Traditionally, LASIK was performed using a blade, but the bladeless option is becoming more common. The primary difference between the two LASIK types is how the surgeon creates the corneal flap.

Outside of the creation of the flap, both types of LASIK work the same way. The procedure is very similar whether a person chooses blade LASIK or bladeless LASIK.

There are some minor differences in safety and risks between the two types of LASIK. Some people may be better suited to one form. Both types of LASIK produce similar results.

How Does LASIK Work?

LASIK is a type of eye surgery. It is the most common laser eye surgery performed for farsightedness, nearsightedness, and astigmatism.

laser eye representation

This surgery works to reshape the cornea, so when light enters the eye, it focuses on the retina properly. This allows for clearer vision.

On average, it takes about 15 minutes to perform LASIK on both eyes. People can start to notice a difference in their vision without contact lenses or eyeglasses within as little as 24 hours after the procedure.

The LASIK Procedure

The procedure is largely the same for LASIK with a blade and without a blade.

After getting the person into position, the surgeon administers anesthetic eye drops to promote comfort during the procedure. In some cases, a medication to help the person relax is administered. Then, the surgeon creates a flap in the cornea using a femtosecond laser or a microkeratome. With both approaches, the corneal flap is very thin.

The surgeon moves the hinged flap back so they can access the cornea. Using an excimer laser, the surgeon removes some of the corneal tissue. This type of laser is highly specialized, and it can remove tissue in microscopic amounts using a cool ultraviolet light beam. This allows the surgeon to precisely reshape the cornea.

When the surgery is performed for nearsightedness, the surgeon works to flatten the cornea. They make the cornea steeper when they are working to correct the vision of someone with farsightedness.

When performing LASIK for astigmatism, the surgeon aims to create a more normal shape for the cornea. This is accomplished by smoothing the abnormal aspects of the shape.

After the reshaping ...

After the reshaping of the cornea is complete, the flap is put back into place. The cornea is able to heal naturally on its own. There are no stitches or bandages necessary for LASIK.

After the surgery, the patient is allowed to rest for a short while. It is possible to experience some itching or burning, but this is temporary. The patient undergoes a short post-operative examination and then can go home.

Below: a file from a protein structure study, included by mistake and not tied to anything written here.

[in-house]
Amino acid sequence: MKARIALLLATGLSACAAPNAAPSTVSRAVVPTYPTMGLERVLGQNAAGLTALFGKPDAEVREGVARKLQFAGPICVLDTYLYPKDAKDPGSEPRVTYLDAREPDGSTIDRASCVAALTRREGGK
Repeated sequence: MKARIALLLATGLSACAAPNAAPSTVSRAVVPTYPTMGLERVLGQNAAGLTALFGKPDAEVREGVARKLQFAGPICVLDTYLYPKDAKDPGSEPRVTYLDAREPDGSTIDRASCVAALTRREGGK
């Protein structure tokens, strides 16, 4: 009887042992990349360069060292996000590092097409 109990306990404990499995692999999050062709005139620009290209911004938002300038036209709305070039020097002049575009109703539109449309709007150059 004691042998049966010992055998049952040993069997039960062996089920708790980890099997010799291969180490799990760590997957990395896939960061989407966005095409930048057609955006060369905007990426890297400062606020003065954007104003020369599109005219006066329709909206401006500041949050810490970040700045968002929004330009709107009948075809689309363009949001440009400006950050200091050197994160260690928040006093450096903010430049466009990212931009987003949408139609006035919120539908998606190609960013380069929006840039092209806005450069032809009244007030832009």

Types of Bladed and Bladeless LASIK Surgery

Bladed

The only type of bladed LASIK surgery you can get is standard LASIK surgery. This procedure is safe and effective, and you can expect results that are about as good as what you would get from standard bladeless surgery.

Bladeless 

Bladeless techniques can also be used for standard LASIK surgeries. This procedure may also be called Intra-LASIK when only lasers are used to perform it.

Topography-guided LASIK is another type of bladeless LASIK surgery. This technique uses a laser equipped with mapping technology to create a digital map of the surface of your eye. Your surgeon can use this information to correct any imperfections on the surface of your eye and improve your vision even more than standard LASIK.

Finally, bladeless LASIK also includes wavefront-guided surgery. This technique is a lot like topography-guided LASIK, but the imaging laser maps your entire eye instead of just the surface. Wavefront-guided LASIK is considered to be the best LASIK treatment available, but not all surgeons use it.

People cannot drive after this surgery, so they should prepare with a ride home.

The Difference Between Blade and Bladeless LASIK

The tools used to create the corneal flap are the difference between blade and bladeless LASIK.

The blade type of this procedure uses a microkeratome. This is a surgical instrument that allows for precision. It has an oscillating blade that lets the surgeon cut a hinged, thin flap in the cornea.

The bladeless type of the procedure uses a femtosecond laser. This high-energy laser is used to create the corneal flap.

After creating the flap using the blade or bladeless technique, the remainder of the LASIK surgery is the same. The surgeon uses the excimer laser to reshape the cornea in both types of LASIK.

eye laser correction

The preparation and aftercare instructions are the same for both types of LASIK.

LASIK surgery using a microkeratome to create the corneal flap has been used longer than the bladeless type. In 2001, bladeless LASIK started being performed in the U.S.

There are certain considerations with each type of LASIK surgery. In regard to microkeratome-created flaps: